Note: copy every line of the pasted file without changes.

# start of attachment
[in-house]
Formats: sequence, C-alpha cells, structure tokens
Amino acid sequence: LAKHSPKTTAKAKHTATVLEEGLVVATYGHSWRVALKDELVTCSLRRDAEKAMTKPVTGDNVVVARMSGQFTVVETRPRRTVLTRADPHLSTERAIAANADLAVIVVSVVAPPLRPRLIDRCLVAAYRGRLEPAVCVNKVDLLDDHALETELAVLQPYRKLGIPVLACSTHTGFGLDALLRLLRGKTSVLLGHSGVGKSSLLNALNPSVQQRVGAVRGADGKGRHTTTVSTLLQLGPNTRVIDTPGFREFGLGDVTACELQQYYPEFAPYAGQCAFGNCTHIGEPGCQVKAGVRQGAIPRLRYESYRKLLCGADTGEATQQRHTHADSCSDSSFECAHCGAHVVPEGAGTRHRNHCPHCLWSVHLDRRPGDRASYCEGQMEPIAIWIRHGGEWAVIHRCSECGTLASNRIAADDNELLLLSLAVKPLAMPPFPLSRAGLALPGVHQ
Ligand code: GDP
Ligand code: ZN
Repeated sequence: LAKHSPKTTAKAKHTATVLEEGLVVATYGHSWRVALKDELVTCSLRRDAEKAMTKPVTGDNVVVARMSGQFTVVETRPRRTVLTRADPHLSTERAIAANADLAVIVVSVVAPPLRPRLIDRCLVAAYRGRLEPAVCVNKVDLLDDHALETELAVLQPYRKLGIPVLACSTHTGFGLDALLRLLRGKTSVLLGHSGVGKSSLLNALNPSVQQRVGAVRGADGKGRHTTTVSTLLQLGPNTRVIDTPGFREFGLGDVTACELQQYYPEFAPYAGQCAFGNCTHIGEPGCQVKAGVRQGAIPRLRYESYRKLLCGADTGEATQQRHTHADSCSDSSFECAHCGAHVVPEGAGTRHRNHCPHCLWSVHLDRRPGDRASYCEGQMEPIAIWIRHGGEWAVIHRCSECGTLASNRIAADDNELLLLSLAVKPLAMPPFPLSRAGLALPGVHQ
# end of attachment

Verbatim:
[in-house]
Formats: sequence, C-alpha cells, structure tokens
Amino acid sequence: LAKHSPKTTAKAKHTATVLEEGLVVATYGHSWRVALKDELVTCSLRRDAEKAMTKPVTGDNVVVARMSGQFTVVETRPRRTVLTRADPHLSTERAIAANADLAVIVVSVVAPPLRPRLIDRCLVAAYRGRLEPAVCVNKVDLLDDHALETELAVLQPYRKLGIPVLACSTHTGFGLDALLRLLRGKTSVLLGHSGVGKSSLLNALNPSVQQRVGAVRGADGKGRHTTTVSTLLQLGPNTRVIDTPGFREFGLGDVTACELQQYYPEFAPYAGQCAFGNCTHIGEPGCQVKAGVRQGAIPRLRYESYRKLLCGADTGEATQQRHTHADSCSDSSFECAHCGAHVVPEGAGTRHRNHCPHCLWSVHLDRRPGDRASYCEGQMEPIAIWIRHGGEWAVIHRCSECGTLASNRIAADDNELLLLSLAVKPLAMPPFPLSRAGLALPGVHQ
Ligand code: GDP
Ligand code: ZN
Repeated sequence: LAKHSPKTTAKAKHTATVLEEGLVVATYGHSWRVALKDELVTCSLRRDAEKAMTKPVTGDNVVVARMSGQFTVVETRPRRTVLTRADPHLSTERAIAANADLAVIVVSVVAPPLRPRLIDRCLVAAYRGRLEPAVCVNKVDLLDDHALETELAVLQPYRKLGIPVLACSTHTGFGLDALLRLLRGKTSVLLGHSGVGKSSLLNALNPSVQQRVGAVRGADGKGRHTTTVSTLLQLGPNTRVIDTPGFREFGLGDVTACELQQYYPEFAPYAGQCAFGNCTHIGEPGCQVKAGVRQGAIPRLRYESYRKLLCGADTGEATQQRHTHADSCSDSSFECAHCGAHVVPEGAGTRHRNHCPHCLWSVHLDRRPGDRASYCEGQMEPIAIWIRHGGEWAVIHRCSECGTLASNRIAADDNELLLLSLAVKPLAMPPFPLSRAGLALPGVHQ